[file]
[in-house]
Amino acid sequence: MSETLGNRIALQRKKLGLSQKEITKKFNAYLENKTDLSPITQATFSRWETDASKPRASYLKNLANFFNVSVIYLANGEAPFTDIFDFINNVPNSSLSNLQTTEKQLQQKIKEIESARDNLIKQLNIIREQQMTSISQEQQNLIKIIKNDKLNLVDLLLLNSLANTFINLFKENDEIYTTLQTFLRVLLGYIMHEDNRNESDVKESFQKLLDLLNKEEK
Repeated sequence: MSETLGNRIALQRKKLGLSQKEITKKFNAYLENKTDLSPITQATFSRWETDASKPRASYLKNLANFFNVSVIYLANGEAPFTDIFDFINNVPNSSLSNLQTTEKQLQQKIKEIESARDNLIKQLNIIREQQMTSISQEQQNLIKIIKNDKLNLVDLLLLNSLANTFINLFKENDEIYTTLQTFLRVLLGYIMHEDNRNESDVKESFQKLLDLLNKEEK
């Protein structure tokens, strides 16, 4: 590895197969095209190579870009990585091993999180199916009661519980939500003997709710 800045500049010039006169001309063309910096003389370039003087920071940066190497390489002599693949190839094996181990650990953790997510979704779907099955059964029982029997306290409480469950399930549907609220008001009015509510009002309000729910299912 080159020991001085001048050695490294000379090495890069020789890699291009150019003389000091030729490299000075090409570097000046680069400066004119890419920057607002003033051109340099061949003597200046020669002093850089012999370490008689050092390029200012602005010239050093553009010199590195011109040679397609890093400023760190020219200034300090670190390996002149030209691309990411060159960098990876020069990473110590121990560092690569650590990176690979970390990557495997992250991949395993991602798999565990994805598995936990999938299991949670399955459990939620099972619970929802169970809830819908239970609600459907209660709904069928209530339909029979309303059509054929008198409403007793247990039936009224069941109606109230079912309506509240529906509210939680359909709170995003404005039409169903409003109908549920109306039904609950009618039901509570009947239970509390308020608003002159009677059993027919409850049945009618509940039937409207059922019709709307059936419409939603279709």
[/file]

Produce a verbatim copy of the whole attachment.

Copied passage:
[in-house]
Amino acid sequence: MSETLGNRIALQRKKLGLSQKEITKKFNAYLENKTDLSPITQATFSRWETDASKPRASYLKNLANFFNVSVIYLANGEAPFTDIFDFINNVPNSSLSNLQTTEKQLQQKIKEIESARDNLIKQLNIIREQQMTSISQEQQNLIKIIKNDKLNLVDLLLLNSLANTFINLFKENDEIYTTLQTFLRVLLGYIMHEDNRNESDVKESFQKLLDLLNKEEK
Repeated sequence: MSETLGNRIALQRKKLGLSQKEITKKFNAYLENKTDLSPITQATFSRWETDASKPRASYLKNLANFFNVSVIYLANGEAPFTDIFDFINNVPNSSLSNLQTTEKQLQQKIKEIESARDNLIKQLNIIREQQMTSISQEQQNLIKIIKNDKLNLVDLLLLNSLANTFINLFKENDEIYTTLQTFLRVLLGYIMHEDNRNESDVKESFQKLLDLLNKEEK
């Protein structure tokens, strides 16, 4: 590895197969095209190579870009990585091993999180199916009661519980939500003997709710 800045500049010039006169001309063309910096003389370039003087920071940066190497390489002599693949190839094996181990650990953790997510979704779907099955059964029982029997306290409480469950399930549907609220008001009015509510009002309000729910299912 080159020991001085001048050695490294000379090495890069020789890699291009150019003389000091030729490299000075090409570097000046680069400066004119890419920057607002003033051109340099061949003597200046020669002093850089012999370490008689050092390029200012602005010239050093553009010199590195011109040679397609890093400023760190020219200034300090670190390996002149030209691309990411060159960098990876020069990473110590121990560092690569650590990176690979970390990557495997992250991949395993991602798999565990994805598995936990999938299991949670399955459990939620099972619970929802169970809830819908239970609600459907209660709904069928209530339909029979309303059509054929008198409403007793247990039936009224069941109606109230079912309506509240529906509210939680359909709170995003404005039409169903409003109908549920109306039904609950009618039901509570009947239970509390308020608003002159009677059993027919409850049945009618509940039937409207059922019709709307059936419409939603279709």